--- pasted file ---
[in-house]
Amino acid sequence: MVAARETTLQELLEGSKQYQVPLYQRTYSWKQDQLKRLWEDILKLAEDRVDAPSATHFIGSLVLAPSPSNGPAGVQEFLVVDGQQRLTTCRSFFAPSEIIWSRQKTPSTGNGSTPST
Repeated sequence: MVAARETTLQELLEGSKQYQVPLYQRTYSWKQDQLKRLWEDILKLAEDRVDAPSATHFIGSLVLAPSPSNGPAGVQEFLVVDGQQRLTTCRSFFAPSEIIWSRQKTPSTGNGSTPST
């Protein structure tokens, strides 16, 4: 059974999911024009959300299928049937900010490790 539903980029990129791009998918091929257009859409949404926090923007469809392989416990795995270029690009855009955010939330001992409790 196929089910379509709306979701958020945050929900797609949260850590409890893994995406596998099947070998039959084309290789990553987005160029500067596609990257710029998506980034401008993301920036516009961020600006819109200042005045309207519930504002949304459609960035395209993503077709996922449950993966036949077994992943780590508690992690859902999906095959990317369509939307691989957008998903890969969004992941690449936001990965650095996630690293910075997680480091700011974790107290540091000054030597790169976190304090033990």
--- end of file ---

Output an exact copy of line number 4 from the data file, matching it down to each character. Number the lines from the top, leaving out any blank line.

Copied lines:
């Protein structure tokens, strides 16, 4: 059974999911024009959300299928049937900010490790 539903980029990129791009998918091929257009859409949404926090923007469809392989416990795995270029690009855009955010939330001992409790 196929089910379509709306979701958020945050929900797609949260850590409890893994995406596998099947070998039959084309290789990553987005160029500067596609990257710029998506980034401008993301920036516009961020600006819109200042005045309207519930504002949304459609960035395209993503077709996922449950993966036949077994992943780590508690992690859902999906095959990317369509939307691989957008998903890969969004992941690449936001990965650095996630690293910075997680480091700011974790107290540091000054030597790169976190304090033990």